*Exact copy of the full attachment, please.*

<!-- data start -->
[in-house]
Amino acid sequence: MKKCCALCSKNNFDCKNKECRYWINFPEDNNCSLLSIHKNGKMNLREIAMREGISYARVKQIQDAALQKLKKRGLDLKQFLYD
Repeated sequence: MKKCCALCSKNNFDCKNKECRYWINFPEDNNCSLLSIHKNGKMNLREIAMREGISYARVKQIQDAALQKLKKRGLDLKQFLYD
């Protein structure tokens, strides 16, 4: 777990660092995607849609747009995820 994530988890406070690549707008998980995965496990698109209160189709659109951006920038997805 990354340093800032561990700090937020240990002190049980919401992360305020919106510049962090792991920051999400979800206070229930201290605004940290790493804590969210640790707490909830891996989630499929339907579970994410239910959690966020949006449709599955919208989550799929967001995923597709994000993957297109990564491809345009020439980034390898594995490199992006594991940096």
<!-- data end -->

[in-house]
Amino acid sequence: MKKCCALCSKNNFDCKNKECRYWINFPEDNNCSLLSIHKNGKMNLREIAMREGISYARVKQIQDAALQKLKKRGLDLKQFLYD
Repeated sequence: MKKCCALCSKNNFDCKNKECRYWINFPEDNNCSLLSIHKNGKMNLREIAMREGISYARVKQIQDAALQKLKKRGLDLKQFLYD
């Protein structure tokens, strides 16, 4: 777990660092995607849609747009995820 994530988890406070690549707008998980995965496990698109209160189709659109951006920038997805 990354340093800032561990700090937020240990002190049980919401992360305020919106510049962090792991920051999400979800206070229930201290605004940290790493804590969210640790707490909830891996989630499929339907579970994410239910959690966020949006449709599955919208989550799929967001995923597709994000993957297109990564491809345009020439980034390898594995490199992006594991940096």